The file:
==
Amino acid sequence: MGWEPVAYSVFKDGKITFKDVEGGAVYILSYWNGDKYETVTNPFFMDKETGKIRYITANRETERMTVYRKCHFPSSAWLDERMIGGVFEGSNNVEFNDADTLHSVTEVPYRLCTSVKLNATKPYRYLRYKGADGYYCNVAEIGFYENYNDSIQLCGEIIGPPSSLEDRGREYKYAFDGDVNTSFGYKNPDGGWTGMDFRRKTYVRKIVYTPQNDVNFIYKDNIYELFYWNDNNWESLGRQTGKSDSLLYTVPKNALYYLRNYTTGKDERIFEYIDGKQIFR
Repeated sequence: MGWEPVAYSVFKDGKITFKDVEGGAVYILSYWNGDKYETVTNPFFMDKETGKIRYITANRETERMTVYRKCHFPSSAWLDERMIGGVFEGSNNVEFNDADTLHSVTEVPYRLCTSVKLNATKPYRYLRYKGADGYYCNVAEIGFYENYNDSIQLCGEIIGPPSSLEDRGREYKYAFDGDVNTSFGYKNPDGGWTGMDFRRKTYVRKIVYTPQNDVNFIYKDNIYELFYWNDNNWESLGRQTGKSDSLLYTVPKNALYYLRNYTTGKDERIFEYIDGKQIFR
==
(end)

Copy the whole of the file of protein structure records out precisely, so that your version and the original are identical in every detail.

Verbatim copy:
Amino acid sequence: MGWEPVAYSVFKDGKITFKDVEGGAVYILSYWNGDKYETVTNPFFMDKETGKIRYITANRETERMTVYRKCHFPSSAWLDERMIGGVFEGSNNVEFNDADTLHSVTEVPYRLCTSVKLNATKPYRYLRYKGADGYYCNVAEIGFYENYNDSIQLCGEIIGPPSSLEDRGREYKYAFDGDVNTSFGYKNPDGGWTGMDFRRKTYVRKIVYTPQNDVNFIYKDNIYELFYWNDNNWESLGRQTGKSDSLLYTVPKNALYYLRNYTTGKDERIFEYIDGKQIFR
Repeated sequence: MGWEPVAYSVFKDGKITFKDVEGGAVYILSYWNGDKYETVTNPFFMDKETGKIRYITANRETERMTVYRKCHFPSSAWLDERMIGGVFEGSNNVEFNDADTLHSVTEVPYRLCTSVKLNATKPYRYLRYKGADGYYCNVAEIGFYENYNDSIQLCGEIIGPPSSLEDRGREYKYAFDGDVNTSFGYKNPDGGWTGMDFRRKTYVRKIVYTPQNDVNFIYKDNIYELFYWNDNNWESLGRQTGKSDSLLYTVPKNALYYLRNYTTGKDERIFEYIDGKQIFR